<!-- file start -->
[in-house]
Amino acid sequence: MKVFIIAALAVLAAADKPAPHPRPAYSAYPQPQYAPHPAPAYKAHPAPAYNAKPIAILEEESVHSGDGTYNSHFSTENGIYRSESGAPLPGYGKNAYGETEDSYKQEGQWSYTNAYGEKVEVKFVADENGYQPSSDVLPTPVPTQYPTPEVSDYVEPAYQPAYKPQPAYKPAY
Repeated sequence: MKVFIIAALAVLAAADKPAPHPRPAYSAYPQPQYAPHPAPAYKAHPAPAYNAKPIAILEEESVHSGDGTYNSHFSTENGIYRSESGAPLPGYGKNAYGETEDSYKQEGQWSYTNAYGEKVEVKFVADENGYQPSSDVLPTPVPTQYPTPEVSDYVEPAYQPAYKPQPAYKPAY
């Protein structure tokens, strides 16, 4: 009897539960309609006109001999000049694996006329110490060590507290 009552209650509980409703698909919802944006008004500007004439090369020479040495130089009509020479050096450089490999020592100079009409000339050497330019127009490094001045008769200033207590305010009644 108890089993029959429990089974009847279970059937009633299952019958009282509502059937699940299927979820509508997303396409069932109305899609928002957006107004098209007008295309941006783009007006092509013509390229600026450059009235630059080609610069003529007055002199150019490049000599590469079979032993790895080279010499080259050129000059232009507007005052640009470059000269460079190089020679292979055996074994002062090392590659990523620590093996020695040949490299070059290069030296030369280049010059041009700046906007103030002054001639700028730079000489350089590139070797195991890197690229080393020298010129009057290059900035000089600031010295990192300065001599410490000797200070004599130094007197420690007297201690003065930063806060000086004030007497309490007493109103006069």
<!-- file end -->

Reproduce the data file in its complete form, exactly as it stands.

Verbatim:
[in-house]
Amino acid sequence: MKVFIIAALAVLAAADKPAPHPRPAYSAYPQPQYAPHPAPAYKAHPAPAYNAKPIAILEEESVHSGDGTYNSHFSTENGIYRSESGAPLPGYGKNAYGETEDSYKQEGQWSYTNAYGEKVEVKFVADENGYQPSSDVLPTPVPTQYPTPEVSDYVEPAYQPAYKPQPAYKPAY
Repeated sequence: MKVFIIAALAVLAAADKPAPHPRPAYSAYPQPQYAPHPAPAYKAHPAPAYNAKPIAILEEESVHSGDGTYNSHFSTENGIYRSESGAPLPGYGKNAYGETEDSYKQEGQWSYTNAYGEKVEVKFVADENGYQPSSDVLPTPVPTQYPTPEVSDYVEPAYQPAYKPQPAYKPAY
């Protein structure tokens, strides 16, 4: 009897539960309609006109001999000049694996006329110490060590507290 009552209650509980409703698909919802944006008004500007004439090369020479040495130089009509020479050096450089490999020592100079009409000339050497330019127009490094001045008769200033207590305010009644 108890089993029959429990089974009847279970059937009633299952019958009282509502059937699940299927979820509508997303396409069932109305899609928002957006107004098209007008295309941006783009007006092509013509390229600026450059009235630059080609610069003529007055002199150019490049000599590469079979032993790895080279010499080259050129000059232009507007005052640009470059000269460079190089020679292979055996074994002062090392590659990523620590093996020695040949490299070059290069030296030369280049010059041009700046906007103030002054001639700028730079000489350089590139070797195991890197690229080393020298010129009057290059900035000089600031010295990192300065001599410490000797200070004599130094007197420690007297201690003065930063806060000086004030007497309490007493109103006069």